Ex-reporter leaves website to explain his life, and death


Former Kansas City Star sports reporter and SportsInReview.com editor Martin Manley shot himself in front of a police station yesterday morning. His suicide note instructed whoever found him not to contact loved ones — he had already sent them notes. He also left a whole website explaining his actions.

An excerpt:

I’ve planned to end my own life for as long as I remember. I didn’t put a date on it, however, until June 11, 2012. I never accepted the (what I would call…) archaic notion that I should simply die at some point – either in a long drawn out miserable death or in an instant for which I was not prepared. That was an insane thought in my orderly world and I knew the only way I could be confident about going out the way I wanted was to do it at a relatively early age.

I was pretty much comfortable living a somewhat abnormal life because I was simply not willing to make the necessary sacrifices in order to have a more normative life. Besides, I always felt that being different was something to be proud of. Although “normal” is a moving target and is nothing like it was 30 years ago, I stayed well in front of the term for most of my life and wouldn’t have had it any other way.

Reading through the site’s pages, you’ll quickly notice just how organized and deliberate everything is. He wrote: “I decided I wanted to have one of the most organized good-byes in recorded history and I think I will be successful.”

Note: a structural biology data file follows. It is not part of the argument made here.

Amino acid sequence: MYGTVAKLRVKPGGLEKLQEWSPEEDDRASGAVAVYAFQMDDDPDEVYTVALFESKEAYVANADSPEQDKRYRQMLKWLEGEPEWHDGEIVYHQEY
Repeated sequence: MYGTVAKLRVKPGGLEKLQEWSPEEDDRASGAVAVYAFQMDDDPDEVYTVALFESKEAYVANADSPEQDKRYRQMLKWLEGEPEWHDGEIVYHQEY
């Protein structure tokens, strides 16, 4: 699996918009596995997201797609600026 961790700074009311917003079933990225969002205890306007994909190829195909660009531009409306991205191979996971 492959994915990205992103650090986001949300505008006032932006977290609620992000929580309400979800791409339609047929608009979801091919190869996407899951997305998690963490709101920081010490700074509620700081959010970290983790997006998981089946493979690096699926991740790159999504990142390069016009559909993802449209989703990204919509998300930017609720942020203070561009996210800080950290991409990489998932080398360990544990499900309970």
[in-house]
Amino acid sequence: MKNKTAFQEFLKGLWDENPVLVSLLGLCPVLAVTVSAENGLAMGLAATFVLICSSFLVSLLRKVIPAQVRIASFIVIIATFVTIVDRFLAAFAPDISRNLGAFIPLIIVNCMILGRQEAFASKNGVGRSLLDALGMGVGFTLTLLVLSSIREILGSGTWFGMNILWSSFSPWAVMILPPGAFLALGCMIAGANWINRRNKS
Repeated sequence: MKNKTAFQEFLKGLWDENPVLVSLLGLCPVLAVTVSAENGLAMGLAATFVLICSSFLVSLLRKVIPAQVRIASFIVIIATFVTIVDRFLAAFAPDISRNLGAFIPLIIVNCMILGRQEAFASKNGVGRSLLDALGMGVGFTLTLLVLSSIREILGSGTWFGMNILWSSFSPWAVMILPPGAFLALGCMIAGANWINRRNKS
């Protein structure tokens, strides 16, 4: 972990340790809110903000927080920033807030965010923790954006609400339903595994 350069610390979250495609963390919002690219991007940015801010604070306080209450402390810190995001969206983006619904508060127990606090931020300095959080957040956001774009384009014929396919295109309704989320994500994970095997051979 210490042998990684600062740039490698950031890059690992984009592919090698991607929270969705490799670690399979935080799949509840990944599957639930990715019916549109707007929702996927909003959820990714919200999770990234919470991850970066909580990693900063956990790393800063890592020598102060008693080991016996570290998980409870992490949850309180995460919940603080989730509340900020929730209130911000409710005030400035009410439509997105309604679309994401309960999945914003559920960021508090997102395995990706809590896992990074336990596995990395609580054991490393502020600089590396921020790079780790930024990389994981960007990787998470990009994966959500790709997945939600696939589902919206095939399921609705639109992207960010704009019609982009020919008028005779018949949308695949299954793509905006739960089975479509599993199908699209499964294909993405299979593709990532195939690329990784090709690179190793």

Where there is organization and obvious intelligence though, there’s a terrible lack of happiness. He wrote on the picture page:

My mom said I was always a happy baby. It seems odd to me that would be the case considering I’m not sure I ever really learned what happiness was as an adult.

Manley had two ex-wives, but no children. He wanted what the luckiest of us have: loved ones to remember him.

The point of this is that with only a brother and sister, no children, no nieces or nephews, I will have been forgotten pretty fast unless I did something that was way outside the box. And, so would my parents have been forgotten. At least on this site, I also remembered them. As long as MartinManleyLifeAndDeath.com exists, so do their memories.

And, for that, I do not apologize.

The least we can do for Manley is to ensure he’s not forgotten. But even better, if there’s a Martin Manley in your life, reach out to him or her.

Suicide.org notes that untreated depression is the biggest cause of suicide. There are resources available in Minnesota, both for suicide and mental health issues.